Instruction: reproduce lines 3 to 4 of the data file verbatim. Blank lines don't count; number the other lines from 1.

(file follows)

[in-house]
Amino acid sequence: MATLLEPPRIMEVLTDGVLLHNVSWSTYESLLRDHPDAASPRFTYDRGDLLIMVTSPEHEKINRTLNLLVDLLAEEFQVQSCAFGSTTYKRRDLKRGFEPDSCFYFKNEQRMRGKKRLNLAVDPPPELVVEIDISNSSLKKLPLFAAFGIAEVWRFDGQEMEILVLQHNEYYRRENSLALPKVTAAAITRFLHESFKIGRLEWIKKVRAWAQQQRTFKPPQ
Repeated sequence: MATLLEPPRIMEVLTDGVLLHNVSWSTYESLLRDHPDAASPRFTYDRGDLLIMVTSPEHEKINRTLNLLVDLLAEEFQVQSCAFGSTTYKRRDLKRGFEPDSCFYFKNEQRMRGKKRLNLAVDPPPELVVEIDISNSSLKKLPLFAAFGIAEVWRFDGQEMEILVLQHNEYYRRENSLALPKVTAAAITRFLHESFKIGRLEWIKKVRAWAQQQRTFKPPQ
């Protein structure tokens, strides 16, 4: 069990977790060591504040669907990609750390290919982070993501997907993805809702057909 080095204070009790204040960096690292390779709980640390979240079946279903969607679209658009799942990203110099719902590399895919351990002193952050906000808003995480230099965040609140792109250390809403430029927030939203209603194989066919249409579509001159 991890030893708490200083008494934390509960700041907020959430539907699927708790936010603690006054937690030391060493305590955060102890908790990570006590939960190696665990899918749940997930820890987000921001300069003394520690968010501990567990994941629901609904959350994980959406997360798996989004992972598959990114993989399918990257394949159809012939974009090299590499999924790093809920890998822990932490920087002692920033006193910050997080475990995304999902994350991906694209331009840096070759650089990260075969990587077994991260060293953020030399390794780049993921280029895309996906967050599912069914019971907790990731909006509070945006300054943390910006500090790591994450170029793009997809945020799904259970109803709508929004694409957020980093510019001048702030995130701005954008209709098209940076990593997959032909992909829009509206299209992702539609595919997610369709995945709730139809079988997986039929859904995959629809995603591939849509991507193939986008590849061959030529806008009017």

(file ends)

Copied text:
Repeated sequence: MATLLEPPRIMEVLTDGVLLHNVSWSTYESLLRDHPDAASPRFTYDRGDLLIMVTSPEHEKINRTLNLLVDLLAEEFQVQSCAFGSTTYKRRDLKRGFEPDSCFYFKNEQRMRGKKRLNLAVDPPPELVVEIDISNSSLKKLPLFAAFGIAEVWRFDGQEMEILVLQHNEYYRRENSLALPKVTAAAITRFLHESFKIGRLEWIKKVRAWAQQQRTFKPPQ
């Protein structure tokens, strides 16, 4: 069990977790060591504040669907990609750390290919982070993501997907993805809702057909 080095204070009790204040960096690292390779709980640390979240079946279903969607679209658009799942990203110099719902590399895919351990002193952050906000808003995480230099965040609140792109250390809403430029927030939203209603194989066919249409579509001159 991890030893708490200083008494934390509960700041907020959430539907699927708790936010603690006054937690030391060493305590955060102890908790990570006590939960190696665990899918749940997930820890987000921001300069003394520690968010501990567990994941629901609904959350994980959406997360798996989004992972598959990114993989399918990257394949159809012939974009090299590499999924790093809920890998822990932490920087002692920033006193910050997080475990995304999902994350991906694209331009840096070759650089990260075969990587077994991260060293953020030399390794780049993921280029895309996906967050599912069914019971907790990731909006509070945006300054943390910006500090790591994450170029793009997809945020799904259970109803709508929004694409957020980093510019001048702030995130701005954008209709098209940076990593997959032909992909829009509206299209992702539609595919997610369709995945709730139809079988997986039929859904995959629809995603591939849509991507193939986008590849061959030529806008009017």